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Understanding our Great Salvation: (Part 2) God Decides to Save Some

July 15, 2015

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Understanding our Great Salvation: (Part 1) The Bad News

July 15, 2015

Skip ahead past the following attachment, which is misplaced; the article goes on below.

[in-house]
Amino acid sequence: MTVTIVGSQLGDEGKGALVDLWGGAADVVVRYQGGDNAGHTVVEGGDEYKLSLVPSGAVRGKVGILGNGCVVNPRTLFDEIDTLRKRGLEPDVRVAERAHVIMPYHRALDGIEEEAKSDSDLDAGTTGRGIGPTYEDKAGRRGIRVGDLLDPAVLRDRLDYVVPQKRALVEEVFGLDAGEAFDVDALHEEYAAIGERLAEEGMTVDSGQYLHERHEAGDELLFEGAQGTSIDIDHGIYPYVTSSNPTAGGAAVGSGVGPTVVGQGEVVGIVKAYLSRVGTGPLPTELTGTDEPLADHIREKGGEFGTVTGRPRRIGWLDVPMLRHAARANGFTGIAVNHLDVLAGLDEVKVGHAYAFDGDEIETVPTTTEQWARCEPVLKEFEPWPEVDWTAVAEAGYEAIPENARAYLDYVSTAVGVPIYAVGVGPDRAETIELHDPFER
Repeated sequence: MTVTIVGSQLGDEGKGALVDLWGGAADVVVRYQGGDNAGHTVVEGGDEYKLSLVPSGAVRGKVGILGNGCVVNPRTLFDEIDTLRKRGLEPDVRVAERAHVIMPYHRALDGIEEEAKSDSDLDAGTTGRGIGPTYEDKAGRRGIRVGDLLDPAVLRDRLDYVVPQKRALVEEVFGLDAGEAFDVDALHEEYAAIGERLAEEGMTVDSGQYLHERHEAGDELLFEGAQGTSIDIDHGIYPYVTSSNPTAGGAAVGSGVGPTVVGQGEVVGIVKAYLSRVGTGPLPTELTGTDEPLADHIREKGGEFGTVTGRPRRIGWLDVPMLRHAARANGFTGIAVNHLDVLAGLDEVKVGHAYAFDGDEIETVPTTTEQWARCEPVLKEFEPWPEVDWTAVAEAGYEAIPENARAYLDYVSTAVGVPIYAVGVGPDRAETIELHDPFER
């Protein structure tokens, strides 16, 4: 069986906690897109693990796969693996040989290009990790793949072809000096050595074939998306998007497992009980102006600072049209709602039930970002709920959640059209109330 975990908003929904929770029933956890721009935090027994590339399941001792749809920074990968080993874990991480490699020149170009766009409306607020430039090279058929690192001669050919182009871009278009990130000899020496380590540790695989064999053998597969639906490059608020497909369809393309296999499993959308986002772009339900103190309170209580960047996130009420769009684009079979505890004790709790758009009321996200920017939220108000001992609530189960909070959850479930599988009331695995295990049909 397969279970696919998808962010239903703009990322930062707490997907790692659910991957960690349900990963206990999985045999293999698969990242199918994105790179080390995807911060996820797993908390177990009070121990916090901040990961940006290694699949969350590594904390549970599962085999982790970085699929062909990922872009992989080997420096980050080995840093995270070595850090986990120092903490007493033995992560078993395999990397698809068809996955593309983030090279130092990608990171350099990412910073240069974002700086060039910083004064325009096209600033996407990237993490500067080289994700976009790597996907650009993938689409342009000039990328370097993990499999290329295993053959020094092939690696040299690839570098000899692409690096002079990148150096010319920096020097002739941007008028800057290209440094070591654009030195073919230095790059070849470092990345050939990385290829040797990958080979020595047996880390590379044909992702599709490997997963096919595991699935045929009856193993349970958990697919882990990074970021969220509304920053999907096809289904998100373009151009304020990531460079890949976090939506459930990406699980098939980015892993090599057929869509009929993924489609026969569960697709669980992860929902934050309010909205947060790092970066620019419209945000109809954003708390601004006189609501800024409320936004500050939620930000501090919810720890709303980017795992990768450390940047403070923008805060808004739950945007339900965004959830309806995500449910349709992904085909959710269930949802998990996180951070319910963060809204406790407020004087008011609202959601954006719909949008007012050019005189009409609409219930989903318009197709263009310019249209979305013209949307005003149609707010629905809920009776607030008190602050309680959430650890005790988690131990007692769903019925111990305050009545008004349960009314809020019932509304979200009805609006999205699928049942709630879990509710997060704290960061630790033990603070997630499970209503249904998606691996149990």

What is salvation?  How does one “get saved”?  To put it quite simply, to be saved we must truly know ourselves and we must truly know God. I have bad news and I have good news.  The bad news deals with who we are in God’s sight and the good news is what God has decided to do about it.  I am going to give the troubling news first because that will make the good news all that sweeter when it comes. Well then, here is the bad news.  You are not perfect.  Now, that was not so hard.  Everyone will readily admit that he is not perfect.  “Sure,” we say, “I have my faults and weaknesses; I am not perfect.”  But the problem is that we do not ask why we have faults and weaknesses. The old 49er’s, the gold hunters would pan for gold in a mountain stream.  They would find a few specks of gold dust, a small nugget or two.  Then they would look for the mother lode, the place where all the gold dust and small nuggets had originated.  They were looking for the source, the fountain of that stream of gold. We should do the same thing with our faults and weaknesses, our sins and imperfections.  Where do they all come from?  Is there a source, a fountainhead, or a mother lode for these sins?  Yes, there is. “The LORD saw how great man’s wickedness on the earth had become, and that every inclination of the thoughts of his heart was only evil all the time.” (Gen. 6:5) The thoughts of our hearts are only evil continually.  We are sinful to the very core of our beings.  Now that is bad news. What would you think of a doctor who treated only the obvious symptoms and not the dreaded disease?  If he said, “You have a terrible infection; I will give you something for the searing pain and something for the burning fever, but nothing for the infection,” I think that you would be looking for another, more competent, doctor. Friend, your sins are not merely mistakes, or bad judgments, or a temporary slip of your moral compass; but rather your sins are the evidence of a disease called sinfulness.  We are sinners by our very nature.  Just as a bird flies because he is a bird, we sin because we are sinners. Now don’t misunderstand.  Every man is not as bad as he can possibly be.  But every part of man, his mind, his body, his emotion, has been devastated by sin, like a hand mirror that falls to the ground.  It is not shattered into as many pieces as possible, but every part of that mirror is broken and useless.  Every faculty of our human nature has fallen. Because of our sins and sinfulness we cannot do anything good in the eyes of God. “There is no one righteous, not even one; there is no one who understands, no one who seeks God.  All have turned away, they have together become worthless;  there is no one who does good, not even one.” (Romans 3:10-12) Now don’t misunderstand again.  All men can do good things in the eyes of their fellow men.  They can built a sturdy bridge, they can bake a delicious French silk pie. But they cannot do spiritual good in the eyes of God.  They cannot save themselves.  In other words, they cannot do anything to earn the favor and smile of God anymore.  We cannot clean up the mess that we have made of ourselves. Have you ever hiked along a mountain trail in the autumn?  It is beautiful to behold God’s hand in nature.  Have you ever noticed a fallen tree?  Somehow it seems fitting and appropriate in the middle of the woods.  But have you ever rolled that fallen tree over to notice the caterpillars, and roaches, and rolly-pollies as they scurry for darkness?  You are like that fallen tree.  On the outside you can look alive and attractive, but inside you are full of all uncleanness. I have bad news for you today.  You are a sinner.  I am a sinner.  And we cannot save ourselves nor do anything good in the eyes of God.  We are rebels against the God who has given us life. That truth, when acknowledged, will cause a man to cry out, “What must I do to be saved?”  Listen to the words of the Lord Jesus Christ as we close. “Come to me, all you who are weary and burdened, and I will give you rest.  Take my yoke upon you and learn from me, for I am gentle and humble in heart, and you will find rest for you souls.  For my yoke is easy and my burden is light.” (Matthew 11:28-30) Here is hope for sinners in Jesus Christ.

 

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